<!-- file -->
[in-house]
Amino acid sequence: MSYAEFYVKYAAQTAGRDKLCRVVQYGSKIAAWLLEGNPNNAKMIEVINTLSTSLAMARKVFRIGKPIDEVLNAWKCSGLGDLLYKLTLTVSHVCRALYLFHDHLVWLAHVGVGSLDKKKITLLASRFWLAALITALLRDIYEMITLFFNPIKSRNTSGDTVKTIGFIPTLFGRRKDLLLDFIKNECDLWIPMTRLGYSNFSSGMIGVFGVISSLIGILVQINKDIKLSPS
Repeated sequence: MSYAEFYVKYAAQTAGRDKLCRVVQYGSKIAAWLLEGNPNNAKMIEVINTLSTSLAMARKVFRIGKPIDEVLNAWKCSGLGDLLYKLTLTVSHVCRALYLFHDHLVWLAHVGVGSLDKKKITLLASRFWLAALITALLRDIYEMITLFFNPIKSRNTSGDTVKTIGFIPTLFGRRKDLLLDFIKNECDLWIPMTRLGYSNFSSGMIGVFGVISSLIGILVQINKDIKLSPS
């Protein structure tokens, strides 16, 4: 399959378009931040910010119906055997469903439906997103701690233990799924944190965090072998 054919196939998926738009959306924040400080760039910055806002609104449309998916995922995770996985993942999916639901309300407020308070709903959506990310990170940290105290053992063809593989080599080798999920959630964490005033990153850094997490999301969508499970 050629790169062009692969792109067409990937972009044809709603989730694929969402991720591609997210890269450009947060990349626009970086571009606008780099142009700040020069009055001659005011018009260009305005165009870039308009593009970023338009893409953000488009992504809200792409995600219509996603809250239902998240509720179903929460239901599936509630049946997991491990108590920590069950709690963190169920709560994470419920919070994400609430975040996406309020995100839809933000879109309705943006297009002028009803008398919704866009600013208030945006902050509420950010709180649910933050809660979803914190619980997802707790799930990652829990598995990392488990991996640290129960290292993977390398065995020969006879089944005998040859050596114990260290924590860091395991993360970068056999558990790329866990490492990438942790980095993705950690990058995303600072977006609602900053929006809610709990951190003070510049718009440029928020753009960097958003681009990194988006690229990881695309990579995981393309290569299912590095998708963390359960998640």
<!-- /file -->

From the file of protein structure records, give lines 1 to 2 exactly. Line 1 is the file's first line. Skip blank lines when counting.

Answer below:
[in-house]
Amino acid sequence: MSYAEFYVKYAAQTAGRDKLCRVVQYGSKIAAWLLEGNPNNAKMIEVINTLSTSLAMARKVFRIGKPIDEVLNAWKCSGLGDLLYKLTLTVSHVCRALYLFHDHLVWLAHVGVGSLDKKKITLLASRFWLAALITALLRDIYEMITLFFNPIKSRNTSGDTVKTIGFIPTLFGRRKDLLLDFIKNECDLWIPMTRLGYSNFSSGMIGVFGVISSLIGILVQINKDIKLSPS